Pranay Prakash

I care about tech and work on reference implementations for idealistic projects

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[RFC - Request for Company] A Platform for Videobooks

Books (and more recently, blogs) are how people share knowledge. However Millennials and Gen Z find videos to be incredibly more accessible. 73% of US adults use Youtube (currently at 2B MAUs) and 1B hours of video is viewed per day. Personally, I’ve noticed I ask people if they read, but I usually ask someone what they watch on Youtube/Netflix instead - it’s a given they watch something. The problem is, an overwhelming about of content on Youtube consumed is purely entertainment - games, vlogs, talk shows, etc. whereas books strike a better balance between fiction and non-fiction.

A videobook is a short (30m to 1.5h) production of a book that covers nearly everything. This would work well for non-fiction, and could be split into individual ~10min videos so each chapter is individually indexed. Fiction might not lend itself really well to this model, and readers likely prefer reading an...

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Say their name

The sweetest sound in any language is one’s name

People are very diverse but there are a few universal truths. Everyone wants to feel understood. People need to belong. Nobody wants to be ostracised. If you can make someone feel understood, they’ll like you. The more you do it, the more they’ll like you.

Try this exercise - Think about a person you love. Think about their interests and their goals. Specifically think about the things they value that you don’t. What do you do when they talk about those interests? Shut them down? No. If your relationship is healthy and you’ve had enough time together, you’ve tried to empathise and maybe even get involved in what matters to them. It’s why they love you.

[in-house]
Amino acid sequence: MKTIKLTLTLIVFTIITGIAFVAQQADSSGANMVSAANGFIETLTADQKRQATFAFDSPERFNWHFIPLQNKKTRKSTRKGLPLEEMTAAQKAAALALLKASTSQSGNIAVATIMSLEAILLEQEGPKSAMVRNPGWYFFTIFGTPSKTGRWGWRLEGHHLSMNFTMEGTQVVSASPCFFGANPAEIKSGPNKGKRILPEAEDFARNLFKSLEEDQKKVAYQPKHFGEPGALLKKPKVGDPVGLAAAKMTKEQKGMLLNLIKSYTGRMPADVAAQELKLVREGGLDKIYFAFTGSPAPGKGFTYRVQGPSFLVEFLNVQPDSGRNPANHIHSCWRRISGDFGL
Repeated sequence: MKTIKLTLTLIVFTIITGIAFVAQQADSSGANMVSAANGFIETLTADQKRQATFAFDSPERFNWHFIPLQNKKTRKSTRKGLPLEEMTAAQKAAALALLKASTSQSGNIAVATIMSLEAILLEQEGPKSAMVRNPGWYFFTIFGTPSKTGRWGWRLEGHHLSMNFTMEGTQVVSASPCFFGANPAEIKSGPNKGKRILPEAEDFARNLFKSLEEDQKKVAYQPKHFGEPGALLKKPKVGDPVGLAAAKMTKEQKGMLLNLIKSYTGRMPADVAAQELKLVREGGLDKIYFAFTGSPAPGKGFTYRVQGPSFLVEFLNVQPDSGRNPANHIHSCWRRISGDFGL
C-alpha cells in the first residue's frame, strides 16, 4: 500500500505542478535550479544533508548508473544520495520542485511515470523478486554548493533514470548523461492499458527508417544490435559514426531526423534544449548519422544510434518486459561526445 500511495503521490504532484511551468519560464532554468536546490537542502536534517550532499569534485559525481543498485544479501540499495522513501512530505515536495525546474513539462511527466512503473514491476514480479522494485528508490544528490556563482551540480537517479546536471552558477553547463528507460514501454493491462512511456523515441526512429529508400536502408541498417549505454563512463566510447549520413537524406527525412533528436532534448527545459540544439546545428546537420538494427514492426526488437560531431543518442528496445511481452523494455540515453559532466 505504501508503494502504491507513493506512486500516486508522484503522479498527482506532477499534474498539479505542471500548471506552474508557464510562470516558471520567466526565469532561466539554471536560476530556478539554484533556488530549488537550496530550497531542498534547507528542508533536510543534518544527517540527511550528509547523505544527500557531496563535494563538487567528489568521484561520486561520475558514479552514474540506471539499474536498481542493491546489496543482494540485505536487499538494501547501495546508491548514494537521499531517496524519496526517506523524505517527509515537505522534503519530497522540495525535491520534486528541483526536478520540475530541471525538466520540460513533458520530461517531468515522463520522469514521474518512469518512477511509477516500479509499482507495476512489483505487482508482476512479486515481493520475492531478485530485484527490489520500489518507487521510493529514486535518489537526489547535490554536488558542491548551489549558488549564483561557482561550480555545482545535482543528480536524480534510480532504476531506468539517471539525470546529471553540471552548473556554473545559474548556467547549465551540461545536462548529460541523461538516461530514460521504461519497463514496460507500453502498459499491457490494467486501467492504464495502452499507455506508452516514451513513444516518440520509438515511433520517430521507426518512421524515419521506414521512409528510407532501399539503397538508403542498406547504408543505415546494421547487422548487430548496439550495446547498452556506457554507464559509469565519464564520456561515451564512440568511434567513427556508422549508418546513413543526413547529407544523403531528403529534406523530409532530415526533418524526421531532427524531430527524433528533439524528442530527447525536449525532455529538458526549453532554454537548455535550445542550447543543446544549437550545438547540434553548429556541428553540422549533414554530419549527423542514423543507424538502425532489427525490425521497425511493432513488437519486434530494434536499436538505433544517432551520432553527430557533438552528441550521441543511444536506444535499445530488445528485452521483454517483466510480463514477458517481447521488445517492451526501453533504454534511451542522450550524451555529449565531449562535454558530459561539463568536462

There’s a lot more to say here but I’m keeping this one short - say a person’s name when you talk to them. Say it a lot! Do it enough that it feels awkward and forced, because it will be...

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How to learn things at 1000x the speed

Throughout my schooling and career, I’ve impressed people over and over again with how quickly I pick up things, especially hard things. For instance, exactly 4y ago I did my first ever interview, got a simple question and failed miserably after spending 4h on it and finally asking the interviewer what “recursion” was. Since then I’ve created core UI components at Facebook used by billions, worked on the language spec for GraphQL and Relay, ported an optimization made popular by Haskell to JS by writing an optimizing compiler, built an extension for VSCode that has half a million installs and has been listed on multiple top 10 articles, scaled a botnet of over 2,000 bots that made money from a popular trivia game, shipped to production an IPFS inspired decentralized file server and the fastest Serverless Docker runtime, almost completed a design minor while successfully creating a brand...

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